“I want people to know how much Conroe has to offer in the arts and what a sense of well-being the various opportunities present to our community.” She would love to see others become involved in the arts on some level; there are many talent and volunteer opportunities. “The arts play an important part in our lives; a person can leave everything behind while enjoying a play or concert.” It is also important to Annette that foundation support and grants continue to grow, that downtown Conroe is promoted, and that people recognize the arts opportunities offered in Montgomery County. It is not necessary to go south to enjoy great talent and entertainment. Conroe is unique in having two theaters, two theater companies, a choral group, art gallery, performing arts, literary council, a heritage museum, a Texas recognized young artist competition, and yes, Conroe has a symphony orchestra.
Annette enjoys doing the things that she did with her husband Grady and boys as they grew up. They liked fishing, hunting, and being in the country. “I was the female minority so, it was do the things they enjoyed, or be left out. I chose to be with them. I went hunting and fishing and to ball games with them and enjoyed every minute of the time together.”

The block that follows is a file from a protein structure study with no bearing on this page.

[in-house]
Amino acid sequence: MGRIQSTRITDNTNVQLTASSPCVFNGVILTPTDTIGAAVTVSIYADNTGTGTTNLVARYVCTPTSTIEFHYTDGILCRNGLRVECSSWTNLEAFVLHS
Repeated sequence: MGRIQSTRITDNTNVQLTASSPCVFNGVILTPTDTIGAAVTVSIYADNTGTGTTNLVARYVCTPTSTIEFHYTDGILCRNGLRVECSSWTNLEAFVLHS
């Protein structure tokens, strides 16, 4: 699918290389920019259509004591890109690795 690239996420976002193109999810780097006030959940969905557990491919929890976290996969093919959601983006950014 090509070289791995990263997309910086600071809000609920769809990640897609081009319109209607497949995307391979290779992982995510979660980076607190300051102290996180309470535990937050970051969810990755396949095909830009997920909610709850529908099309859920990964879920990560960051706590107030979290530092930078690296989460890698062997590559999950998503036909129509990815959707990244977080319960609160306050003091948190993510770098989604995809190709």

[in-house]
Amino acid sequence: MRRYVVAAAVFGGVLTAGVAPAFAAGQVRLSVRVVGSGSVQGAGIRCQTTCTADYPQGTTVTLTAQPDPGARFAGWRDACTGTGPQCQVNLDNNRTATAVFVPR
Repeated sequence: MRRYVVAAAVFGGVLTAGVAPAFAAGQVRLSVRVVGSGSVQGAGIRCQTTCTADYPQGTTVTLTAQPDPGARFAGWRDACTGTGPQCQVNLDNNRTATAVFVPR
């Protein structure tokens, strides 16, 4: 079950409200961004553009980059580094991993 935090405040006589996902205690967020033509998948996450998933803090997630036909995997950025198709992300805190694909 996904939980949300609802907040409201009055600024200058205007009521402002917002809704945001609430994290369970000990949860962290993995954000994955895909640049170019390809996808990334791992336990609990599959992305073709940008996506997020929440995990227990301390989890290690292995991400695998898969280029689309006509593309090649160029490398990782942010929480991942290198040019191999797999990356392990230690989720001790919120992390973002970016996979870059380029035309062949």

One of her favorite things to do is go to Barkley’s ranch in central Texas. “I go every chance I get; it’s where life started for me, as it is only a few miles from where I was born and where my mother, dad, and brother are buried. It’s my ‘back to the past’ centering, recuperating time. It’s where I have time to fully focus on my thoughts or an idea or a book I have tried to finish for six months.” Occasionally, one or both of her sons invite her to go with them to load deer feeders or do something in preparation for hunting season. She will cancel everything to go with them. She enjoys driving them around to load feeders or practice target shooting or fishing with them. It is especially enjoyable for her when all the family visits the ranch together. Sometimes she will go by herself for “a week or so and come back refreshed; it is convenient, and I go often, as I serve on the board of trustees at Howard Payne University only a short distance away.”